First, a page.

Combine a trip up the tower with a walk down nearby Istiklal Street.
Galata Tower dominates the skyline of Istanbul. Nine stories high, it looms 67 metres above the city: the viewing platform provides incredible 360 degree views of Istanbul, the Bosphorus and the Golden Horn.
The tower was first constructed as a defensive outpost in 1348; its Romanesque tower was the tallest in the city, and was built to replace the old Galata Tower, a nearby Byzantine structure largely destroyed in the 1204 Sack of Constantinople.
Galata’s conical cap was modified during the Ottoman period; at this time it was used as a lookout point for spotting fires in the city. In the 17th century, popular tales of the Ottoman aviator Hezârfen Ahmed Çelebi tell that the tower was even host to his early attempts at flight.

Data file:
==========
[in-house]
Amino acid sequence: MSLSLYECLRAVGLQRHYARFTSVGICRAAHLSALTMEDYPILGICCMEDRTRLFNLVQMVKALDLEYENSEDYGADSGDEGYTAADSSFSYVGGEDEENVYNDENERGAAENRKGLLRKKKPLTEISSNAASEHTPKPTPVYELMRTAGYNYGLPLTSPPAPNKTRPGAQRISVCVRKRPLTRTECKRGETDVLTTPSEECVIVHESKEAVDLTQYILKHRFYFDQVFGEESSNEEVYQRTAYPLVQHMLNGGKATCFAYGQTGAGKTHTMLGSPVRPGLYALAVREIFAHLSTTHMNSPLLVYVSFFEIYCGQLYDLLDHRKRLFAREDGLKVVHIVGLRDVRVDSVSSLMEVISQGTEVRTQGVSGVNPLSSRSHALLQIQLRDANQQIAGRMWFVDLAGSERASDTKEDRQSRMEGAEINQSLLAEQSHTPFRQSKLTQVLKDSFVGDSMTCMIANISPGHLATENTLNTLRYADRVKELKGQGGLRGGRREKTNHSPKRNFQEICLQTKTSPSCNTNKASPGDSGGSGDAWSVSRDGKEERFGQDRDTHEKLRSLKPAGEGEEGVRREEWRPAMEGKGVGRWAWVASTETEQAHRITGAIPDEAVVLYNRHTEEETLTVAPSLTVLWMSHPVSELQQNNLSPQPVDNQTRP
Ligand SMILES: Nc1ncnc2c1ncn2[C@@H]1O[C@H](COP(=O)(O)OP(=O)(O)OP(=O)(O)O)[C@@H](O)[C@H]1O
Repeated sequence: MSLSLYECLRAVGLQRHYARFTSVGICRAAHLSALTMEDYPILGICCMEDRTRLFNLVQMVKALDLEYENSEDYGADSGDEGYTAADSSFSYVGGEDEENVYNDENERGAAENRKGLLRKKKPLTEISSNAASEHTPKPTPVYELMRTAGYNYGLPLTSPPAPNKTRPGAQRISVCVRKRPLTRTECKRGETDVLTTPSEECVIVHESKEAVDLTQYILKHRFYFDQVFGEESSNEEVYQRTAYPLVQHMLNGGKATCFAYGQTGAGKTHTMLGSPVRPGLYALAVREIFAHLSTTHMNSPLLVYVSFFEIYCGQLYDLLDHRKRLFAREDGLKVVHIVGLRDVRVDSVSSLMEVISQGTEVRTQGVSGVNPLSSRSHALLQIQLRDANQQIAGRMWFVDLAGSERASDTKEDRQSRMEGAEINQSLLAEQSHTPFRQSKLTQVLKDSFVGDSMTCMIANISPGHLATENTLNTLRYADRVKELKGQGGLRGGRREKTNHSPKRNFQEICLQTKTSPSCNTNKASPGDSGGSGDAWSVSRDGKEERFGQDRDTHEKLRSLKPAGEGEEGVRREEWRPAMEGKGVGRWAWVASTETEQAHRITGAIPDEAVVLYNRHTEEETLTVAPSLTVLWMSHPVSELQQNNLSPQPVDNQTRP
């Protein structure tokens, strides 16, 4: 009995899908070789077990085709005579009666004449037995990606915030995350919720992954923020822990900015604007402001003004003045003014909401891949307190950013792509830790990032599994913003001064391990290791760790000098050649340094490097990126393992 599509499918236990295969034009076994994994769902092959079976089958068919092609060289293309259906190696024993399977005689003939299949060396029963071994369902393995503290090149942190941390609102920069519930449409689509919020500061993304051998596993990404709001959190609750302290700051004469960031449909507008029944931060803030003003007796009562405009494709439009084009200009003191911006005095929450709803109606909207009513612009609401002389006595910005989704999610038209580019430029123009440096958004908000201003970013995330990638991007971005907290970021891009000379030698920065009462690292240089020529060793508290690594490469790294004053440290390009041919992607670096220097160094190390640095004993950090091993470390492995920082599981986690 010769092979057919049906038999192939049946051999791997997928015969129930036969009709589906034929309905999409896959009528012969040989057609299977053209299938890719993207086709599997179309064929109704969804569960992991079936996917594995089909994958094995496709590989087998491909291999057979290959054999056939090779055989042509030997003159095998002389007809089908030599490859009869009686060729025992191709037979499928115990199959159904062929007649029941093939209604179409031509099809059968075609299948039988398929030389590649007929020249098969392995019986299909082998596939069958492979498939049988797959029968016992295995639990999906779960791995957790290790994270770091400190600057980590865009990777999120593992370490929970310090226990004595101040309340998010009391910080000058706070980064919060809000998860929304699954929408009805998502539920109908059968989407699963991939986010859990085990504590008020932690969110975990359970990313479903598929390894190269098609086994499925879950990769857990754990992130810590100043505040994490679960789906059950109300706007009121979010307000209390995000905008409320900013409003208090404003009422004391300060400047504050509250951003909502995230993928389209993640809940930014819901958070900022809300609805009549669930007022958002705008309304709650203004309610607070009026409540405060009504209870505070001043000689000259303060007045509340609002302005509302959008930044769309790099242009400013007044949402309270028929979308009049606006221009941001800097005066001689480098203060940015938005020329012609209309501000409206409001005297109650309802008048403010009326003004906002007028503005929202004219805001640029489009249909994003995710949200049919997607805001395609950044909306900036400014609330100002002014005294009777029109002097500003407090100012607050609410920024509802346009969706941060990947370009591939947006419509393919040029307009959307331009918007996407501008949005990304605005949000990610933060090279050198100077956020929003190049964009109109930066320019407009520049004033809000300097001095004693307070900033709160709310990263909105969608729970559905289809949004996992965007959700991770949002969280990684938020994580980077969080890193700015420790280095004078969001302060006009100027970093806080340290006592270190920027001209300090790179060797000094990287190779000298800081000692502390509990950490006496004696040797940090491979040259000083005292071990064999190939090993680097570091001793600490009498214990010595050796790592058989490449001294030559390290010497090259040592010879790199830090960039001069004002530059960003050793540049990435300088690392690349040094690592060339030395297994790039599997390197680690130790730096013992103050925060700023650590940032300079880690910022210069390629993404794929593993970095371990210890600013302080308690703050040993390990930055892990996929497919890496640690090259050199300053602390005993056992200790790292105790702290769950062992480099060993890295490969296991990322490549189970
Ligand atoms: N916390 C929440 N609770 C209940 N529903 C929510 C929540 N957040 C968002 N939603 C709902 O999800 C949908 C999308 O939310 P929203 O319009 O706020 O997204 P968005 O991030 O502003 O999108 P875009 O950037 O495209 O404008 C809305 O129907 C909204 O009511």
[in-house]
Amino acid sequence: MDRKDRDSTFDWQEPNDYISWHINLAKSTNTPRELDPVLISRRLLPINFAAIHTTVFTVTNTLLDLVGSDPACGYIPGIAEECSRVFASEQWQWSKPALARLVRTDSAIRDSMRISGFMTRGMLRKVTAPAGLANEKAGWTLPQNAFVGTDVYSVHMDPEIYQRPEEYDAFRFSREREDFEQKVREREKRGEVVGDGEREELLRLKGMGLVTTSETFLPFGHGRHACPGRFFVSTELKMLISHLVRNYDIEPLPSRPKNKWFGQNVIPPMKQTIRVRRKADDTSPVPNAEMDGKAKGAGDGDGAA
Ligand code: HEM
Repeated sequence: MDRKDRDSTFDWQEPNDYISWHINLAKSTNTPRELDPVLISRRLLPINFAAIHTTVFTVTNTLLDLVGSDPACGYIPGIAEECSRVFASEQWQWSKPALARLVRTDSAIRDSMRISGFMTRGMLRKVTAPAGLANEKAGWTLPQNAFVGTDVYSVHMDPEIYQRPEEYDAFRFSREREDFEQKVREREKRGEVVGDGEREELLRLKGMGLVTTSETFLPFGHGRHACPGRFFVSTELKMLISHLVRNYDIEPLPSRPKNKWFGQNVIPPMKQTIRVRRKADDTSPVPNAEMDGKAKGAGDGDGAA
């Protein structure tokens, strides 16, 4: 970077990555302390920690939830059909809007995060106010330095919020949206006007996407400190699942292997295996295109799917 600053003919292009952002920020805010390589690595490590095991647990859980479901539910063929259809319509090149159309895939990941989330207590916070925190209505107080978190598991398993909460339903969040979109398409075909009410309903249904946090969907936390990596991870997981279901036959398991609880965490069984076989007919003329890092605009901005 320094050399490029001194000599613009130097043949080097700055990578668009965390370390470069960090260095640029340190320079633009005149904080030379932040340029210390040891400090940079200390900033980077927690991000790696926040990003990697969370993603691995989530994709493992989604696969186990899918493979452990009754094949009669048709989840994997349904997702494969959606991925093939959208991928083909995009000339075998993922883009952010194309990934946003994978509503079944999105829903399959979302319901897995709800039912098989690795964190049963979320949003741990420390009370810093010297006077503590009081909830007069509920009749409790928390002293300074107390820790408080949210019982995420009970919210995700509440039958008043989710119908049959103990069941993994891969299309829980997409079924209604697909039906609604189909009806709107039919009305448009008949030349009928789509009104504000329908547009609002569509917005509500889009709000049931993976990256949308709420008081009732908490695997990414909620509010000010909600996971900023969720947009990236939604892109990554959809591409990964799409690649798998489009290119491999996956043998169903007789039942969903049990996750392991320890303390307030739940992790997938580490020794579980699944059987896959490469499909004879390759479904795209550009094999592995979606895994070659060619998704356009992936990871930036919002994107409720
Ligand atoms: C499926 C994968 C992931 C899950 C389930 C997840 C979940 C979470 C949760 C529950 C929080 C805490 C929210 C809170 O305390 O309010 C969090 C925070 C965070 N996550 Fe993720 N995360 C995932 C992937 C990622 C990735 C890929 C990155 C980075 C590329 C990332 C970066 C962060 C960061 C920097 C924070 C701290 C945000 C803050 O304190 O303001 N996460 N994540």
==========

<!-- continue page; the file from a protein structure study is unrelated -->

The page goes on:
The roof was destroyed in an 1875 storm before being reconstructed in the 1960s. Thankfully, two lifts were also installed during this last renovation. The tower is well worth a visit for the views alone, which have long been appreciated; panoramic photographs from the observation deck exist from as early as 1880. Today you can enjoy the view from the tower’s restaurant and café, and there is even a nightclub on the upper floors which features belly-dancing shows.
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